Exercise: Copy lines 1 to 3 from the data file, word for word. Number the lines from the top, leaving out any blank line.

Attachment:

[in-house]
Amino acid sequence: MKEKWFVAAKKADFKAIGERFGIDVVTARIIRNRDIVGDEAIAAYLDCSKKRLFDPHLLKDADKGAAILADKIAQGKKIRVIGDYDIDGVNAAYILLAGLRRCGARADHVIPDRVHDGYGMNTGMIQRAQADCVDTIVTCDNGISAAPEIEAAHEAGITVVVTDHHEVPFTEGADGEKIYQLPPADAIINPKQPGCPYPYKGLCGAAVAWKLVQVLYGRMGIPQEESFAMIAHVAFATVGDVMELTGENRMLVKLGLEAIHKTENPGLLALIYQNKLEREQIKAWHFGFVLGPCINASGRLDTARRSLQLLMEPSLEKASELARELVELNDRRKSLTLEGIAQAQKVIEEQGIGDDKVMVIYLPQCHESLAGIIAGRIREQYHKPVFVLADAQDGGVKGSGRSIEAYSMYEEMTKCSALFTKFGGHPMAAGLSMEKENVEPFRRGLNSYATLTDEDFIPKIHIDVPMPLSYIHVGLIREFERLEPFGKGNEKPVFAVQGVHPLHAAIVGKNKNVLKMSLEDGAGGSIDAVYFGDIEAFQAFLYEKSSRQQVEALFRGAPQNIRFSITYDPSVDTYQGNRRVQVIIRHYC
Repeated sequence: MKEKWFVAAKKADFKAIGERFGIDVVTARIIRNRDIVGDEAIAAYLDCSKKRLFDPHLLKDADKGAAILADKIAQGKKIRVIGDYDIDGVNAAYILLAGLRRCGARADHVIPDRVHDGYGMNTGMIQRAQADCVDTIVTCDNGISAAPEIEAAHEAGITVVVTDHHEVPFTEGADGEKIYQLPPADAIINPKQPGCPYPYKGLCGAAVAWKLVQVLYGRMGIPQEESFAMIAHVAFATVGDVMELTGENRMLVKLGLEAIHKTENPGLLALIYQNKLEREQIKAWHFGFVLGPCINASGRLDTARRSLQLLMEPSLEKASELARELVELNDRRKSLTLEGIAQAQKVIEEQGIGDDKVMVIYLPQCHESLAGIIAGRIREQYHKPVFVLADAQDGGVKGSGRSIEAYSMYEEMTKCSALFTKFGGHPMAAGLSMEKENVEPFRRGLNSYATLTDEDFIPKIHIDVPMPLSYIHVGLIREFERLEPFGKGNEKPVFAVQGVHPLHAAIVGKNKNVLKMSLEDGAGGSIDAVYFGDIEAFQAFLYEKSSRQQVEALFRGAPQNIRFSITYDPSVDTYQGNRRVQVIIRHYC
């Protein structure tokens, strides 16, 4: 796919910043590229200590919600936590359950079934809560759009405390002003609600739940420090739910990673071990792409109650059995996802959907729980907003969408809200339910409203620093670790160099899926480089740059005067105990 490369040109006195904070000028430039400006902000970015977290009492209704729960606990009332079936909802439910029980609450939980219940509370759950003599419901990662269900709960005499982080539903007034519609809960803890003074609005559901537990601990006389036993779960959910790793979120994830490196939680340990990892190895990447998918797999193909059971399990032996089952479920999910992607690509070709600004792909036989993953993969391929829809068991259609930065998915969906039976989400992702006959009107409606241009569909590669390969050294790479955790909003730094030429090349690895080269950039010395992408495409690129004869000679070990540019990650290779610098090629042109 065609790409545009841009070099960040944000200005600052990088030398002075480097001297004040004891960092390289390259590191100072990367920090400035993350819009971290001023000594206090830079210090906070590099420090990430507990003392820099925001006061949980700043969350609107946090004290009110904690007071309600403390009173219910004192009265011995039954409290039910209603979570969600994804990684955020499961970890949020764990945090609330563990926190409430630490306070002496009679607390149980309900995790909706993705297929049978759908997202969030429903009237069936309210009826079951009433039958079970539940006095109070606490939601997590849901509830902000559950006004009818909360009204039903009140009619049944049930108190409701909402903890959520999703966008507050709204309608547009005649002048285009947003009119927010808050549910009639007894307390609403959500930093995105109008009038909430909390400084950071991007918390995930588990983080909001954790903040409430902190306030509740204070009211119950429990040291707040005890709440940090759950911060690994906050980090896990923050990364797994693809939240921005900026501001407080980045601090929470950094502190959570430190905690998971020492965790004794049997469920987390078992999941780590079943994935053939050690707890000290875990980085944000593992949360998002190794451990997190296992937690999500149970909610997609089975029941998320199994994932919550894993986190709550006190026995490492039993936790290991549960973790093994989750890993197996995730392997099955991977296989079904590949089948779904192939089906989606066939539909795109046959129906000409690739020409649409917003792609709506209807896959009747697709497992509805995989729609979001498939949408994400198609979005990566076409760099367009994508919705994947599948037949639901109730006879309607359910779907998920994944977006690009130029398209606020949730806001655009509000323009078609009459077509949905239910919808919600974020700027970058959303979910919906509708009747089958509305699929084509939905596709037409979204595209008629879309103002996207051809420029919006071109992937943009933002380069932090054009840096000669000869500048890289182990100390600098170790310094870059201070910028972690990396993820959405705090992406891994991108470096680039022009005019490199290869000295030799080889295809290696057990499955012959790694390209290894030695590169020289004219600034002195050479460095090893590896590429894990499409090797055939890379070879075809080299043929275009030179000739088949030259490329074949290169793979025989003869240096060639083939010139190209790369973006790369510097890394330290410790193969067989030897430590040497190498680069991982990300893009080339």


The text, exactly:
[in-house]
Amino acid sequence: MKEKWFVAAKKADFKAIGERFGIDVVTARIIRNRDIVGDEAIAAYLDCSKKRLFDPHLLKDADKGAAILADKIAQGKKIRVIGDYDIDGVNAAYILLAGLRRCGARADHVIPDRVHDGYGMNTGMIQRAQADCVDTIVTCDNGISAAPEIEAAHEAGITVVVTDHHEVPFTEGADGEKIYQLPPADAIINPKQPGCPYPYKGLCGAAVAWKLVQVLYGRMGIPQEESFAMIAHVAFATVGDVMELTGENRMLVKLGLEAIHKTENPGLLALIYQNKLEREQIKAWHFGFVLGPCINASGRLDTARRSLQLLMEPSLEKASELARELVELNDRRKSLTLEGIAQAQKVIEEQGIGDDKVMVIYLPQCHESLAGIIAGRIREQYHKPVFVLADAQDGGVKGSGRSIEAYSMYEEMTKCSALFTKFGGHPMAAGLSMEKENVEPFRRGLNSYATLTDEDFIPKIHIDVPMPLSYIHVGLIREFERLEPFGKGNEKPVFAVQGVHPLHAAIVGKNKNVLKMSLEDGAGGSIDAVYFGDIEAFQAFLYEKSSRQQVEALFRGAPQNIRFSITYDPSVDTYQGNRRVQVIIRHYC
Repeated sequence: MKEKWFVAAKKADFKAIGERFGIDVVTARIIRNRDIVGDEAIAAYLDCSKKRLFDPHLLKDADKGAAILADKIAQGKKIRVIGDYDIDGVNAAYILLAGLRRCGARADHVIPDRVHDGYGMNTGMIQRAQADCVDTIVTCDNGISAAPEIEAAHEAGITVVVTDHHEVPFTEGADGEKIYQLPPADAIINPKQPGCPYPYKGLCGAAVAWKLVQVLYGRMGIPQEESFAMIAHVAFATVGDVMELTGENRMLVKLGLEAIHKTENPGLLALIYQNKLEREQIKAWHFGFVLGPCINASGRLDTARRSLQLLMEPSLEKASELARELVELNDRRKSLTLEGIAQAQKVIEEQGIGDDKVMVIYLPQCHESLAGIIAGRIREQYHKPVFVLADAQDGGVKGSGRSIEAYSMYEEMTKCSALFTKFGGHPMAAGLSMEKENVEPFRRGLNSYATLTDEDFIPKIHIDVPMPLSYIHVGLIREFERLEPFGKGNEKPVFAVQGVHPLHAAIVGKNKNVLKMSLEDGAGGSIDAVYFGDIEAFQAFLYEKSSRQQVEALFRGAPQNIRFSITYDPSVDTYQGNRRVQVIIRHYC